Being able to navigate learning content creates a smooth user experience. In many cases, this is something that is determined by the authoring tool, but there are some things you can do too. In this spotlight, we look at 3 criteria for ease of navigation.
WCAG 2.4.1 Bypass Blocks (A) mainly supports keyboard- and screen reader users. The aim is to prevent these users from navigating through content that is repeated on multiple pages or slides of the learning experience. For example, if you have an eLearning course, the navigation elements, such as the menu on the left-hand side and glossaries or resources on the top bar are consistent throughout. For mouse users and sighted learners, this is not a problem, because they can just focus on the main content straight away. However, keyboard users may have to tap through, while screen reader users may have to listen to all the other elements before they can access the learning content. That’s why there should be a mechanism in place to bypass these repetitive blocks.
This is usually determined by the authoring tool. Most authoring tools support this to some extent, but it might be limited to their built-in features or you may need to set it up. You should check your authoring tool’s conformance report.
2.4.5 Multiple ways (AA) is about giving learners different options to navigate the learning experience and find specific content. This is mainly achieved by allowing learners to jump to specific content by having an open navigation, and including an interactive menu or table of contents. You may also consider adding search functionality, links to other sections, or breadcrumbs.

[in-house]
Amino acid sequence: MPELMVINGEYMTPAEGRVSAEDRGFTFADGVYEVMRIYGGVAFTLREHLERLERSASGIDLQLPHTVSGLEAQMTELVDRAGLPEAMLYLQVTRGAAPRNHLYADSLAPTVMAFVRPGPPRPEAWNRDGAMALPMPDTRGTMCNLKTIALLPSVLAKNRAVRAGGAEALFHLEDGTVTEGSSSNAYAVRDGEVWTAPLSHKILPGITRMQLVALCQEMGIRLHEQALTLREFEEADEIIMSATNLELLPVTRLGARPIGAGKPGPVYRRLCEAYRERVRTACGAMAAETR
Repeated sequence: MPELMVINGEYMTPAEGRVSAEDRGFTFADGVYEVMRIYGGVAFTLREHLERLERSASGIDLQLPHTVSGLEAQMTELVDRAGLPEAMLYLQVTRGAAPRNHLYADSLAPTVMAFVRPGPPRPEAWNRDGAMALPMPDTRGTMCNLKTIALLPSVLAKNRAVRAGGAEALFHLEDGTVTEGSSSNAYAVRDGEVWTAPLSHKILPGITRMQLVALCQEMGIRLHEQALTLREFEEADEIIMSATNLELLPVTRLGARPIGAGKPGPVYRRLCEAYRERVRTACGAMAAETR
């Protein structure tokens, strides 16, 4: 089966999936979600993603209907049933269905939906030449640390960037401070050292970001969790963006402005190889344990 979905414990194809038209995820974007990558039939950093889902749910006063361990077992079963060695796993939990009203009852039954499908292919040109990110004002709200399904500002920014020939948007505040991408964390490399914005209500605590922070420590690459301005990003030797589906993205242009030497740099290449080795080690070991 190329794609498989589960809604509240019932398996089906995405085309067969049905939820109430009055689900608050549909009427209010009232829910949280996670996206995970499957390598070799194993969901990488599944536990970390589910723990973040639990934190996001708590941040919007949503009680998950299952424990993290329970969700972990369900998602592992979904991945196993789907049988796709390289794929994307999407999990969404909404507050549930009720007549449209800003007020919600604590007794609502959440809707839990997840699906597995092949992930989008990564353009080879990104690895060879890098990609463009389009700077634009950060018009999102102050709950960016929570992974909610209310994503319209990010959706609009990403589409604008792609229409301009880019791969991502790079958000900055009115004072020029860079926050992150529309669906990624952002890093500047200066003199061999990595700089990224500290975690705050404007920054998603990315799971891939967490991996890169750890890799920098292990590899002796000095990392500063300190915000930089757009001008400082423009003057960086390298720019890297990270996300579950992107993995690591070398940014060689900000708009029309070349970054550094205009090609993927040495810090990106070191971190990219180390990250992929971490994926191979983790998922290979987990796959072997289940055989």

While this criterion supports open navigation, it allows exceptions for processes that must be completed in a particular order. That means that a course with closed navigation wouldn’t necessarily fail this requirement, however, it’s considered best practice to use open navigation whenever possible.
Finally, 2.4.8 Location (AAA) is an advanced criterion that requires that learners be able to identify where they are within the course or learning material at any given moment. Location information helps learners maintain context and stay oriented and it’s especially helpful for individuals with cognitive disabilities.
This can be achieved by using a progress indicator that tells learners which page, slide, or question they’re on and out of how many (eg: Page 3 out of 8). You can also use breadcrumbs (eg: Home > Chapter > Topic) to show learners where they are in the hierarchy of the course. Other examples include indicating the current page in the navigation menu or using clear and informative page titles and headers.